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I have heard a lot of talk about how going long on VIX is a good way to hedge a portfolio. VIX is the annualized expected change in the S&P 500 over the next 30 days. It is based on a weighted blend of option prices and there are is a host of ways to take a position in the index, including buying options and futures from the Chicago Board Options Exchange or investing in a host of ETFs including VXX, XIV, TVIX, and ZIV. In this article, I evaluate how well VXX shares hedge against the S&P 500.

As one would expect, the day to day change in VXX has a negative correlation with the day to day change in the S&P 500 index. The correlation has been -0.8978 in the last six months and -0.8804 in the last year. Since the inception of VXX on January 30, 2009, the correlation has been -0.8384. I also calculated the correlation of the day to day change in VXX with the absolute value of the day to day change in the S&P 500 index. These correlations were 0.3004 in the last six months, 0.2915 in the last year, and 0.1690 since the inception of VXX. To have an idea of how much VXX an investor would need to buy to completely hedge his long position, I calculated short term Betas of VXX. The numbers I got were -2.72 in the last six months, -2.87 in the last year, and -2.29 since the inception of VXX.

What all these numbers tell me is that buying VIX ETFs may not be the best way to hedge your portfolio (all VIX ETFs mirror each other pretty well so I think it's safe to generalize). The correlation between VXX and the S&P 500 is not high enough to consider it a good hedge. In addition, VXX itself is very volatile so any major changes in the stock market will force investors to change their positions in VXX and their current holdings on a frequent basis. For the average investor, this can be too expensive.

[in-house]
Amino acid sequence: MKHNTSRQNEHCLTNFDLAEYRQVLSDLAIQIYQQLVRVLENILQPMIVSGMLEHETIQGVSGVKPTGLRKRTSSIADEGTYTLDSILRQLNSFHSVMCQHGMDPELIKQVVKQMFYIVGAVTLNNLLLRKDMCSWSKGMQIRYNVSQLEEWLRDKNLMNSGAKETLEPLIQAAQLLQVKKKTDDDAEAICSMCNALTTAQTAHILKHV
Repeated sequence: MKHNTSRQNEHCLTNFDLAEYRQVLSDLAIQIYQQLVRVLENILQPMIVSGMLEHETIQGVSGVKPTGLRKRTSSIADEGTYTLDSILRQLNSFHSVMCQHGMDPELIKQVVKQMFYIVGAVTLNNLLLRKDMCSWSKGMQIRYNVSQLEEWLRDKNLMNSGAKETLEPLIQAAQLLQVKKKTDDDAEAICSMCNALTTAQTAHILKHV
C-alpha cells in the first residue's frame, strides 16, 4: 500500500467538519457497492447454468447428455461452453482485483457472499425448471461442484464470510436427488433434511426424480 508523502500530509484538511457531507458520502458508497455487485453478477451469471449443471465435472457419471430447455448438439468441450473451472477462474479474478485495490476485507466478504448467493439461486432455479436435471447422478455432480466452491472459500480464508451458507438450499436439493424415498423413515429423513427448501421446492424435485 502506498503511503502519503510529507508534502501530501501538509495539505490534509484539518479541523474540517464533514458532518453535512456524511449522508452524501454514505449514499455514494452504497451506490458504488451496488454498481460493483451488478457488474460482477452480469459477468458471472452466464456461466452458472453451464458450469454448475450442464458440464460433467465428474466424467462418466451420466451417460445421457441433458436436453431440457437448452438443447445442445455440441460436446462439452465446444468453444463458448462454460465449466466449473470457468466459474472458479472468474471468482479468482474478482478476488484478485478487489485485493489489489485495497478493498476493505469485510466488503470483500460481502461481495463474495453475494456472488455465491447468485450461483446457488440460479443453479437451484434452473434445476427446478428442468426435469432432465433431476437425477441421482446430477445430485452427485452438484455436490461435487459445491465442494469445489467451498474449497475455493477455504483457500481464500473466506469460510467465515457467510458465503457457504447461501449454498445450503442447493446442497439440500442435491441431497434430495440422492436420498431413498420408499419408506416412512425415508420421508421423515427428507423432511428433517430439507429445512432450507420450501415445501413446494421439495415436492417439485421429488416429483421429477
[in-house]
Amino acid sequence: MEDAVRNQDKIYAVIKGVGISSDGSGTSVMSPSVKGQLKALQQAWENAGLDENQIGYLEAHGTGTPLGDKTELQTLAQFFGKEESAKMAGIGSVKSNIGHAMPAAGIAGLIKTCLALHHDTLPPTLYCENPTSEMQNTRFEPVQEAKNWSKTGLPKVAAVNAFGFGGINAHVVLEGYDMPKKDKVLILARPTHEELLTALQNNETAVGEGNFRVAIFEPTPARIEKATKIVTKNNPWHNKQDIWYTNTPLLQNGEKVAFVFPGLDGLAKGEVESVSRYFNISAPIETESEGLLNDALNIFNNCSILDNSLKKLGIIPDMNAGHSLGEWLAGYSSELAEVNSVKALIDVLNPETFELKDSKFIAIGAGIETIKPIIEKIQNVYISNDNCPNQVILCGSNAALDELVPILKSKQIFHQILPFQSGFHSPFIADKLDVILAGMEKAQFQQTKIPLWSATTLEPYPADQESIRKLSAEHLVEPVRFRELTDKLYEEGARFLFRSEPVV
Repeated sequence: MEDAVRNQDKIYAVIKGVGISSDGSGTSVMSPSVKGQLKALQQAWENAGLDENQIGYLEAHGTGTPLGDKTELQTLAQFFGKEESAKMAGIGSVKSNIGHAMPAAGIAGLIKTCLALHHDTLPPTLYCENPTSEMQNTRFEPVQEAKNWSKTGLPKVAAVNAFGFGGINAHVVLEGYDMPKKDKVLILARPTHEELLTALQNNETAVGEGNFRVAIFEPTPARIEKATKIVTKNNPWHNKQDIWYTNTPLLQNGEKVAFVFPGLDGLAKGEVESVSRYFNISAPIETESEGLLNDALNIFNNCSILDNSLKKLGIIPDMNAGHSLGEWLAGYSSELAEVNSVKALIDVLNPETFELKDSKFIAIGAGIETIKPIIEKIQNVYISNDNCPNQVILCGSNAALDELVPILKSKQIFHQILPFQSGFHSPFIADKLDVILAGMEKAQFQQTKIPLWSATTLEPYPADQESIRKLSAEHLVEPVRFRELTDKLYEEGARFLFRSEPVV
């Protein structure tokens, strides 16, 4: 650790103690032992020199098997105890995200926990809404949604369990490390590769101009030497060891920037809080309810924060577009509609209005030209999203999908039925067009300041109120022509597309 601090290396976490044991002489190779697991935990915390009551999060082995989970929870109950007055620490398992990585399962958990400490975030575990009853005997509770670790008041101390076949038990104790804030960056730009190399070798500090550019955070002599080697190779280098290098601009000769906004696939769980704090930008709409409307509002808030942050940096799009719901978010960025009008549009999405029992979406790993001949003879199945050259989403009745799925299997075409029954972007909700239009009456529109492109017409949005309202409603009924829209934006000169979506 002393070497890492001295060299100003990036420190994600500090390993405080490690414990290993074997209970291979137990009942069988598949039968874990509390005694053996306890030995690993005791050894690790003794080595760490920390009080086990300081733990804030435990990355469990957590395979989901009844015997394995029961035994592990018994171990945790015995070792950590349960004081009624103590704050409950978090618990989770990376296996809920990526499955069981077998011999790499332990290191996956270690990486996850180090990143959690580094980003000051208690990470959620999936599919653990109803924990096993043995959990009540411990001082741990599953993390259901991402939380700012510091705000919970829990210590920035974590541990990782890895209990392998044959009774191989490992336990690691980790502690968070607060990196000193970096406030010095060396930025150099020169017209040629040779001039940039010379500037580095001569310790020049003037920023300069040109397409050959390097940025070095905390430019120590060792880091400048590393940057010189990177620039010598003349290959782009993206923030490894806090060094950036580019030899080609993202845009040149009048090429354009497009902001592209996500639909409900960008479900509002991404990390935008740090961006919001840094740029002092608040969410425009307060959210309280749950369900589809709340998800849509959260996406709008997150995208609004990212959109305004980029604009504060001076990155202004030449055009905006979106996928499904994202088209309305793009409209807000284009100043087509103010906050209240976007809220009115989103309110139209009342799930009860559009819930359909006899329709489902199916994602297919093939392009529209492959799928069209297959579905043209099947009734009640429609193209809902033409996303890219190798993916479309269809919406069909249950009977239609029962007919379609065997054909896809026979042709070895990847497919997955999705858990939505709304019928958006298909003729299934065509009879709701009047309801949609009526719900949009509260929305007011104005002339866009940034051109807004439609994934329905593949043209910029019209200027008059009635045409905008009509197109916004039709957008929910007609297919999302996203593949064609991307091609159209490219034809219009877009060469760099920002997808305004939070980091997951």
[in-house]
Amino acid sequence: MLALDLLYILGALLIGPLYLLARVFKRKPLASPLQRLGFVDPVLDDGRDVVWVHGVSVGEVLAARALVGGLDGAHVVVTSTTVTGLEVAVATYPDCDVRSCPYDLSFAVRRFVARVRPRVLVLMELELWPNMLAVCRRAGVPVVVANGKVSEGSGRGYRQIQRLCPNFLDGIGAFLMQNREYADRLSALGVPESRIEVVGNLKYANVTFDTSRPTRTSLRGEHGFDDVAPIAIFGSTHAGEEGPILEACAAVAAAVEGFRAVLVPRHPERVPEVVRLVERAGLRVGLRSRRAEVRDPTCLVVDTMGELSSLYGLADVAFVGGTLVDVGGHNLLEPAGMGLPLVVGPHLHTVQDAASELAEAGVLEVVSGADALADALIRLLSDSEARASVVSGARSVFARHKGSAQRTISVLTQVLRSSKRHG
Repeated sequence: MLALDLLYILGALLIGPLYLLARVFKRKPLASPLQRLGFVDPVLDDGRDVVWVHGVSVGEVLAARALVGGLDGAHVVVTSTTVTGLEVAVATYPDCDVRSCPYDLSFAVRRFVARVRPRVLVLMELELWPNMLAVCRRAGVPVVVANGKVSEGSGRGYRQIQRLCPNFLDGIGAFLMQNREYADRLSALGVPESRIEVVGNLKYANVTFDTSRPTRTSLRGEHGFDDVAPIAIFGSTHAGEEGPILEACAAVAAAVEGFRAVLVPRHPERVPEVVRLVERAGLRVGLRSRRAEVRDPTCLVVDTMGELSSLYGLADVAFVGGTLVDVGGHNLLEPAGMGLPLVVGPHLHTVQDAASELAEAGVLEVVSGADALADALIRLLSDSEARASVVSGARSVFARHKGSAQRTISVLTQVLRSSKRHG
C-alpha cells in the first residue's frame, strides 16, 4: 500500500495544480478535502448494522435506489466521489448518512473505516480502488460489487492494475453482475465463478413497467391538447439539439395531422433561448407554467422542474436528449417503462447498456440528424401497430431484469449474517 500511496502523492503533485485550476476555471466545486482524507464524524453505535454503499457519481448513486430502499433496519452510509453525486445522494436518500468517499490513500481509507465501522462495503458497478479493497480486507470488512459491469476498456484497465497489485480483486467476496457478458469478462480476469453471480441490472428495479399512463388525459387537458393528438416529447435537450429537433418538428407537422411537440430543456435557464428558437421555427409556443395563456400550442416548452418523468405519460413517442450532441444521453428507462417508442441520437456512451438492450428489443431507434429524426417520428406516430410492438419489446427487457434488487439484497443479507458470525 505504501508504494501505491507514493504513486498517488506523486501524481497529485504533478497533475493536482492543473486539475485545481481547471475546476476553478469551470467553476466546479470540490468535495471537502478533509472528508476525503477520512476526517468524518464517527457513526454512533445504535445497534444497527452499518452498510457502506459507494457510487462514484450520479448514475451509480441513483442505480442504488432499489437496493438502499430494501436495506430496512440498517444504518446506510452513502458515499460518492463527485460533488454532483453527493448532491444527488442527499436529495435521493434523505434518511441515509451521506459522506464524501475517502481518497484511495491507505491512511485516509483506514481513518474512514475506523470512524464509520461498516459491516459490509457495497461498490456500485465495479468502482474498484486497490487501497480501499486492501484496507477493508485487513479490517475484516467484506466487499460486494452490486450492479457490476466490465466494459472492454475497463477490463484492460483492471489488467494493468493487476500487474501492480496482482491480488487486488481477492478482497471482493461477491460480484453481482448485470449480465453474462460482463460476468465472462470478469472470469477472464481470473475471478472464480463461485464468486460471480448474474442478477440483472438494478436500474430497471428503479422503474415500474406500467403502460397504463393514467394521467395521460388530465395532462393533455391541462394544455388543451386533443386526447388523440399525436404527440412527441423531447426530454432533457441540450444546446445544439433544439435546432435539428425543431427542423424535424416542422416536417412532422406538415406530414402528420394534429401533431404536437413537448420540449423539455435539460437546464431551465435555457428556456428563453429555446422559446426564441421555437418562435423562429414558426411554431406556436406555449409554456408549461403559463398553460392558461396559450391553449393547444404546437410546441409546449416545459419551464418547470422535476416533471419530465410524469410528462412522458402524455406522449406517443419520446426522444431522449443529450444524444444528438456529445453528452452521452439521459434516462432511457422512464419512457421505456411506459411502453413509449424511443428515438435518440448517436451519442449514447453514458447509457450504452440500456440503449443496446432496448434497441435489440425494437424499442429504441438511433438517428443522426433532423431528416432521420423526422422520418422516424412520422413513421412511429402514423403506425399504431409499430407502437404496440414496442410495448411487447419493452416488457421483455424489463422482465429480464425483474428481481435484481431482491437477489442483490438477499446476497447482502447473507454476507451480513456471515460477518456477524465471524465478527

In addition, there are plenty of better ways to hedge your portfolio than holding a position in VIX. Investors can short the S&P 500 and gain very nice returns if their long holdings outperform the market. To protect against both sides of volatility, investors can buy S&P 500 puts and calls. For investors with very concentrated portfolios, I suggest at least buying put options on shares to have some downside protection.

In conclusion, there are plenty of good ways for investors to hedge their portfolios without investing in VIX. The index itself does not correlate well enough with short term changes in the S&P 500 and there are much better hedging alternatives. When looking at potential hedging strategies, it is important to find options that will have downside protection, be easy to manage, and have predictable outcomes no matter what the situation.

Disclosure: I have no positions in any stocks mentioned, and no plans to initiate any positions within the next 72 hours.